Made in SA: Hollywood-approved


Contrary to popular belief, South Africa does not play in the amateur league when it comes to film-making. South Africa has been in the film-making business since 1911 with the release of The Great Kimberly Diamond Robbery, and has long since proven its worth. With the recent premiere of John Trengove’s The Wound at the Sundance Film Festival being so well-received by film critics, Perdeby decided to have a look at other South African films that have made a splash in international waters in the new millennium.

Yesterday (2004) is the first full-length feature film shot completely in Zulu. Yesterday (Leleti Khumalo) continues to tend to her young daughter, Beauty, despite her AIDS diagnosis and her husband’s rejection. The director, Darrell Roodt, deals beautifully with the stereotypes surrounding HIV-infected South Africans through a raw story of love and sacrifice. Yesterday received a nomination for Best Foreign Language Film at the 77th Academy Awards.

The only South African film to date to walk away with an Oscar for Best Foreign Language Film is Gavin Hood’s Tsotsi (2005). This adaption from the 1980 Athol Fugard novel explores six days in the violent life of a tsotsi (thug) in Alexandra township. David (Benny Moshe) steals a car, only to find himself responsible for an innocent baby. The film expertly portrays the complexity of our culture and with the film’s high production value and artful soundtrack, performed by Sowetan musician-poet Zola, Tsotsi will forever remain a benchmark in South African cinema.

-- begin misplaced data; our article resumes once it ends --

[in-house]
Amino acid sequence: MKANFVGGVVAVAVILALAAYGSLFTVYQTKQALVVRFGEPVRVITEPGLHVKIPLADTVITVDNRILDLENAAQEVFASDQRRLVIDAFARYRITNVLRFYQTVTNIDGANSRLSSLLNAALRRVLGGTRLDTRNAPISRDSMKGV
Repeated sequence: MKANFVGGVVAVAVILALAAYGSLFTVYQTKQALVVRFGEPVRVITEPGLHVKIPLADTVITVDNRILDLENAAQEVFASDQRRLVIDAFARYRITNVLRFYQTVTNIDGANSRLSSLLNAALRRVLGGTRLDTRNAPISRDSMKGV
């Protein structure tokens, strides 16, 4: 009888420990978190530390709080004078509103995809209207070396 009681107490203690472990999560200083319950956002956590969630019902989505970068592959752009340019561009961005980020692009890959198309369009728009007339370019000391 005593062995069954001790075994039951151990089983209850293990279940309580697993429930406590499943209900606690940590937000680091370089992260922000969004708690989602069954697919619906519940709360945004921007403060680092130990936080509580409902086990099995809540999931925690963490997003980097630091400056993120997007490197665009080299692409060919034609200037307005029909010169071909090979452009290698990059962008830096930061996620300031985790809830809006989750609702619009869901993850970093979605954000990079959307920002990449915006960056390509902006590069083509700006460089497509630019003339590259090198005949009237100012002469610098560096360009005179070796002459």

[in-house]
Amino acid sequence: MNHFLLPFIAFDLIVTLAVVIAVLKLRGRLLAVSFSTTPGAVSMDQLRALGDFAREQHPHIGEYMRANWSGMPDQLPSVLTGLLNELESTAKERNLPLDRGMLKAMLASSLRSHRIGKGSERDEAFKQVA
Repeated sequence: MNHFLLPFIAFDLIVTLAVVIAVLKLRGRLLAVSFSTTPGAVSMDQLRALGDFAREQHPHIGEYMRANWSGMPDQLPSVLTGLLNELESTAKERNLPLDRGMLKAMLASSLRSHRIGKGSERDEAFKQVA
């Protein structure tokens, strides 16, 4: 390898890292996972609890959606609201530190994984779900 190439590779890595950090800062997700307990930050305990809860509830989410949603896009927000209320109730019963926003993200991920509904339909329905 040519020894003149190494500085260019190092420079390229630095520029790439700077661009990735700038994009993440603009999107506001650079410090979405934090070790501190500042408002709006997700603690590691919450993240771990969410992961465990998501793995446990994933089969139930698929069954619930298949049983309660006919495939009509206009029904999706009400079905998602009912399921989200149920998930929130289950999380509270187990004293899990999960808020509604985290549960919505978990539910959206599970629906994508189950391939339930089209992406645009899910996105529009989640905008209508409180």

Neill Blomkamp’s District 9 (2009) made an estimated profit of more than $210 million and received four Academy Award nominations. This sci-fi allegory on racism is presented in found-footage format as it follows Afrikaner bureaucrat, Wikus (Sharlto Copley), after an alien species has taken refuge in Johannesburg. District 9 explores themes such as humanity, xenophobia and social segregation in a dark comic style that is presentable to a wide audience.

Avenged (originally marketed as iNumber Number) is a 2013 action film about an undercover cop, Chili Ngcobo (Sdumo Mtshali), who is willing to do whatever it takes to settle a score with a gang. With loads of blood, gore and authentic language, this gritty film by writer and director Donovan Marsh provides a window into gang-life in South Africa.

Shepherds and Butchers (2016), directed by Oliver Schmitz, is based on the novel of the same name by Chris Marnewick, whose story was inspired by true events. A prison guard, Leon Labuschagne (Garion Dowds), embarks on a killing spree resulting in seven victims. The lawyer assigned to his case is determined to prove that Labuschagne’s violent actions are a direct consequence of the executions he has witnessed during his career. The captivating cinematography draws the viewer to the trauma and psychological conflict of the characters.


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